- Big Ideas/ Enduring Understandings (EU’s)
- Essential Questions
- Content Outcomes Addressed
- Common Misconceptions
- Standards Addressed
- Background Information
- Pre- and Post-Assessments
- Activity 1: The Name Game (Part 1)
- Activity 2: Classifying Animal Cards
- Activity 3: The Name Game: Animals
Big Ideas/ Enduring Understandings (EU’s)
- Living things can be sorted into groups in many ways.
- Animals are grouped, or classified, by similar characteristics.
- How are organisms alike and different?
- How do different organisms meet their needs for survival?
- How can we use the observable properties of organisms to group them?
Content Outcomes Addressed
Students will be able to
- develop a simple classification system for grouping organisms.
- recognize that individuals vary within every species, including humans.
Students may think that humans are not animals.
- Disciplinary Core Ideas: LS1.A (3-5), LS3.A (K-2) (3-5), LS3.B (3), LS4.B (3-5), LS4.C (3-5), LS4.D (K-2)(3-5)
- Science and Engineering Practices: 1-8
- Crosscutting Concepts: 1, 4, 6
- Reading: RI.3.1, RI.3.7, RI.4.7, RI.5.7
- Writing: W3.7, W.3.8, W.4.7, W.4.8, W.5.7, W.5.8
- Speaking and Listening: SL.3.3, SL.3.4
- Mathematical Practice: MP.2
National Geography Standards:
There are at least five million species on Earth, and some scientists believe there could be double that number. A species is a group of animals that are more like each other than they are like any other group of animals. They can breed with each other but not with members of other species. A way of sorting through all those species is to organize them by similar properties, or characteristics. This process is called classification. The following is a list of properties for each group of animals.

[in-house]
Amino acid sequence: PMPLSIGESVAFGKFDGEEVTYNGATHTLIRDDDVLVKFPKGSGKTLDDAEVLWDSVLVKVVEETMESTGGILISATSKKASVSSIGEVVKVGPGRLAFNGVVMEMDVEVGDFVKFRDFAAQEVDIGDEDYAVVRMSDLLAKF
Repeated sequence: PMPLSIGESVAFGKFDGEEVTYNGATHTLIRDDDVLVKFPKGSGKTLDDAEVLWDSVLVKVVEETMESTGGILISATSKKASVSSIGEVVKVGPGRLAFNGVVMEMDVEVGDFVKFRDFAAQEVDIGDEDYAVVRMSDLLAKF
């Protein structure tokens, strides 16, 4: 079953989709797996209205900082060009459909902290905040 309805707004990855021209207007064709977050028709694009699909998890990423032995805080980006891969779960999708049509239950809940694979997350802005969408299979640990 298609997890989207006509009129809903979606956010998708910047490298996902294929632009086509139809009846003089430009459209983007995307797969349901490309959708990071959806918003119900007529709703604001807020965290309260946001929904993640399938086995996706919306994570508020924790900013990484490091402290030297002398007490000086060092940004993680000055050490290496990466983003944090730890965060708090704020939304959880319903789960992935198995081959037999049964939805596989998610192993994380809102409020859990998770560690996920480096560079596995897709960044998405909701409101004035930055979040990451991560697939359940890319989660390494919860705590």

- give birth to their young and feed them with milk.
- have hair on at least part of their body.
- have four limbs with digits ending in claws, nails, or hooves (except whales).
- breathe with lungs.
- are warm-blooded.
- lay eggs with a hard shell.
- are covered with feathers.
- have a beak.
- have two legs.
- have two wings used for flying (ostriches and penguins are flightless).
- have hollow bones.
- are warm-blooded.
- lay eggs with leathery shells or give birth to fully-formed young.
- breathe with lungs.
- are covered with scales.
- have no legs or four legs with clawed toes.
- are cold-blooded.
- lay eggs, usually in a jelly-like mass in water.
- breathe with lungs, gills, and/or their skin.
- have smooth skin without coverings.
- have four legs without claws or nails on toes.
- are cold-blooded.
- have three body parts: head, thorax and abdomen.
- have a single pair of antennae on the head.
- have three pairs of legs originating from the thorax.
- often have wings and can fly.
- lay eggs without shells in water.